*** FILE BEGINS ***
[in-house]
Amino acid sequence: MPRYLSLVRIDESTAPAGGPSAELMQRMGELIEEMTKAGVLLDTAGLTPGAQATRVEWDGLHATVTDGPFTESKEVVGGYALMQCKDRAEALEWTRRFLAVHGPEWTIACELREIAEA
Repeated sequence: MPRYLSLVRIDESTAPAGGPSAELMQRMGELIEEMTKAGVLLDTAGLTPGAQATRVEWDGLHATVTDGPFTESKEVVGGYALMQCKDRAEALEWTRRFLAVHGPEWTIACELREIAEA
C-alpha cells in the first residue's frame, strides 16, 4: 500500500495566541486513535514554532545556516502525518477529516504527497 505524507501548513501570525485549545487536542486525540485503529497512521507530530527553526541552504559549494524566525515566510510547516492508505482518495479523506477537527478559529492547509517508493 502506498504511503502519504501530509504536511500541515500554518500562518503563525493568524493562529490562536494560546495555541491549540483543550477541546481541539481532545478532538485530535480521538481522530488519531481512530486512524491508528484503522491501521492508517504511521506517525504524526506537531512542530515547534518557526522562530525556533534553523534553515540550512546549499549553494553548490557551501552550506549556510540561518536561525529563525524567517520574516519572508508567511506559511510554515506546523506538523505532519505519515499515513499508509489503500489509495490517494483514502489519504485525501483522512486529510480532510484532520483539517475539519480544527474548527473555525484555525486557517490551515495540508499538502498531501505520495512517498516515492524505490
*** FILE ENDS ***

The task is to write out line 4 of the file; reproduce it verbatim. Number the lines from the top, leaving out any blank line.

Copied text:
C-alpha cells in the first residue's frame, strides 16, 4: 500500500495566541486513535514554532545556516502525518477529516504527497 505524507501548513501570525485549545487536542486525540485503529497512521507530530527553526541552504559549494524566525515566510510547516492508505482518495479523506477537527478559529492547509517508493 502506498504511503502519504501530509504536511500541515500554518500562518503563525493568524493562529490562536494560546495555541491549540483543550477541546481541539481532545478532538485530535480521538481522530488519531481512530486512524491508528484503522491501521492508517504511521506517525504524526506537531512542530515547534518557526522562530525556533534553523534553515540550512546549499549553494553548490557551501552550506549556510540561518536561525529563525524567517520574516519572508508567511506559511510554515506546523506538523505532519505519515499515513499508509489503500489509495490517494483514502489519504485525501483522512486529510480532510484532520483539517475539519480544527474548527473555525484555525486557517490551515495540508499538502498531501505520495512517498516515492524505490